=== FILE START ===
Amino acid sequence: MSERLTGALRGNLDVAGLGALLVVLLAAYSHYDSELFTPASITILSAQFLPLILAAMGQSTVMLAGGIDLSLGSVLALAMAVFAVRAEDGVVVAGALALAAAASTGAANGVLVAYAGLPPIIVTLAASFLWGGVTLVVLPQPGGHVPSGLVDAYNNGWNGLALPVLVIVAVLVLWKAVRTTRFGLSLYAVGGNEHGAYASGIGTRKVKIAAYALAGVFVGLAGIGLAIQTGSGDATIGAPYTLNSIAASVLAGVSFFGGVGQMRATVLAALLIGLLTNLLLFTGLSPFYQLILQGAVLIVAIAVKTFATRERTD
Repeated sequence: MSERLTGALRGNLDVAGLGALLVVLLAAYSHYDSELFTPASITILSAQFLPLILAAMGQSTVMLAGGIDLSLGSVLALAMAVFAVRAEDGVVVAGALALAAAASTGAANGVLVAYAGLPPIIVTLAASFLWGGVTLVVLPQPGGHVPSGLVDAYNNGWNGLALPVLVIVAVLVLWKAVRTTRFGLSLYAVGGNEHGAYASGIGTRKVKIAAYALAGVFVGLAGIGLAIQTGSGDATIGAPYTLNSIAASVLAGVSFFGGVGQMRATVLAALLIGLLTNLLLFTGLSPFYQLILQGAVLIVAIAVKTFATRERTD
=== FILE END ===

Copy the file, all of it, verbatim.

Amino acid sequence: MSERLTGALRGNLDVAGLGALLVVLLAAYSHYDSELFTPASITILSAQFLPLILAAMGQSTVMLAGGIDLSLGSVLALAMAVFAVRAEDGVVVAGALALAAAASTGAANGVLVAYAGLPPIIVTLAASFLWGGVTLVVLPQPGGHVPSGLVDAYNNGWNGLALPVLVIVAVLVLWKAVRTTRFGLSLYAVGGNEHGAYASGIGTRKVKIAAYALAGVFVGLAGIGLAIQTGSGDATIGAPYTLNSIAASVLAGVSFFGGVGQMRATVLAALLIGLLTNLLLFTGLSPFYQLILQGAVLIVAIAVKTFATRERTD
Repeated sequence: MSERLTGALRGNLDVAGLGALLVVLLAAYSHYDSELFTPASITILSAQFLPLILAAMGQSTVMLAGGIDLSLGSVLALAMAVFAVRAEDGVVVAGALALAAAASTGAANGVLVAYAGLPPIIVTLAASFLWGGVTLVVLPQPGGHVPSGLVDAYNNGWNGLALPVLVIVAVLVLWKAVRTTRFGLSLYAVGGNEHGAYASGIGTRKVKIAAYALAGVFVGLAGIGLAIQTGSGDATIGAPYTLNSIAASVLAGVSFFGGVGQMRATVLAALLIGLLTNLLLFTGLSPFYQLILQGAVLIVAIAVKTFATRERTD